I recently visited a new climbing gym and was instructed to belay directly off a ground anchor without any attachment to my harness. I've been to other gyms that belay with ground anchors but with instruction to also attach the carabiner to the climbing harness.

What is the benefit of belaying directly off a ground anchor, and when is it advisable to do so?

Note: this was for top rope

  • sounds a bit weird to me, maybe they've had trouble with people belaying incorrectly in the past. Not something you'd ever typically do outside so why do it inside?
    – user2766
    Commented Aug 24, 2016 at 14:06
  • Is this for a top-rope belay, or a lead belay?
    – user2169
    Commented Aug 24, 2016 at 15:07
  • 2
    My guess is that this is how they teach total beginners to do a top-rope belay, and they do it because it simplifies the setup and eliminates some possible modes of failure. You won't have a failure because the belayer forgets to lock the carabiner, or because the belayer panics when they get picked up off the ground.
    – user2169
    Commented Aug 24, 2016 at 15:18
  • 1
    It just feels weird, because without tension from the climber I imagine the device slumping back to the floor. It would almost need to be a GriGri, because the concept of "brake position" would be out the window, and I can't see such a gym using a munter.
    – requiem
    Commented Aug 24, 2016 at 16:20
  • 1
    @requiem I recall grigris on each rope/belay. It was still awkward Commented Aug 24, 2016 at 16:33

3 Answers 3


Other answers seem to address the use of ground anchors, but I think you're asking specifically about having a ground anchor with the belay device attached to it, and not attaching the belayer.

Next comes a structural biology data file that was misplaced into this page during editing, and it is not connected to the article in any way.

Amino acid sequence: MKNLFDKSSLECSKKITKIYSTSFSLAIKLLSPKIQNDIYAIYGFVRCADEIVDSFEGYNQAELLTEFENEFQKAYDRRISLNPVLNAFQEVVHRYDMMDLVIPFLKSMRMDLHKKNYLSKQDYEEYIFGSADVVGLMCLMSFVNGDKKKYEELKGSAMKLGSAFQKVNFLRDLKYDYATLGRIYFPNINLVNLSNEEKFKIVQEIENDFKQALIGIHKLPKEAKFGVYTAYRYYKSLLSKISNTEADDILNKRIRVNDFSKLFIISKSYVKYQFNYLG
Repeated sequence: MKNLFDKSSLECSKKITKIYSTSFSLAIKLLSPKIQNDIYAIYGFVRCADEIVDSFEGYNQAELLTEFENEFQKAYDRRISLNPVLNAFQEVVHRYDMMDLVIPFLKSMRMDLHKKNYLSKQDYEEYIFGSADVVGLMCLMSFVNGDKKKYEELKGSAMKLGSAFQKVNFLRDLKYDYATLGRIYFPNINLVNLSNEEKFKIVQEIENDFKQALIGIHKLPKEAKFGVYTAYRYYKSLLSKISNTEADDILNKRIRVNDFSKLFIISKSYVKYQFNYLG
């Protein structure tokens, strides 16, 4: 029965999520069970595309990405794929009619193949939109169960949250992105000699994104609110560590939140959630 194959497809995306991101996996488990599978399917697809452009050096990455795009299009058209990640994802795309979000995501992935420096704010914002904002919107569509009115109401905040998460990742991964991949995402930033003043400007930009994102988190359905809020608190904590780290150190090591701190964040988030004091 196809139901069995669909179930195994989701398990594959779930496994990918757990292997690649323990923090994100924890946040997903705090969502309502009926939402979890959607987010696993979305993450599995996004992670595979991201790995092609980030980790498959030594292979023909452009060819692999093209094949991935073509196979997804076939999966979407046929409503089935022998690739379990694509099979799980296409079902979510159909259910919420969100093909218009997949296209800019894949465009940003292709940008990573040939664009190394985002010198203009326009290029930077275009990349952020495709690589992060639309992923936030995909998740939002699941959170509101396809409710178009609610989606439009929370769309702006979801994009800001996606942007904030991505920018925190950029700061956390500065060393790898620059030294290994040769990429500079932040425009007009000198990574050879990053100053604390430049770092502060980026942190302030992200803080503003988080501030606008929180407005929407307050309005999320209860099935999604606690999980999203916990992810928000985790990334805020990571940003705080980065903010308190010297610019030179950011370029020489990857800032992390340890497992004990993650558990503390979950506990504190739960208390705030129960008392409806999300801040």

I've worked at gyms with this system, and the main argument is that the belayer doesn't need a harness. It's common in gyms that draw most of their revenue from children's events that the chaperones/parents won't climb at all. If you can get away without renting them harnesses, it saves time and reduces the amount of rental gear you need to dedicate to the group. This setup also allows the gym to have the belay devices (usually Grigris) semi-permanently attached to the anchor with a maillion so that inexperienced belayers can't set up the device improperly.

Many counter-arguments can be made, but the primary issue that arises is that the system breeds complacency. Since the belayer isn't directly attached to the system, they can be less engaged, and stop paying attention (or wander off..)



  • Weight difference
    This is reduced to whether the belayer has enough strength to control the brake strand (which is almost always the case, only extreme examples like small children are an issue). Belaying traditionally the belayer can be pulled against the wall and/or towards the first express. This can also result in a collision with the climber.

  • Prohibiting bad belaying position
    Belaying too far from the wall can lead to ground falls. With a fixed anchor, this is no longer possible.


  • Dynamic fall catching
    There are several methods to break a fall dynamically. One is to actively move your body into the direction of pull. This is especially useful when belaying with a semi-automatic belaying device and in general when belaying a much lighter climber. With a fixed anchor and a semi-automatic belaying device there is only the dynamics of the rope, no intentional slip when breaking possible.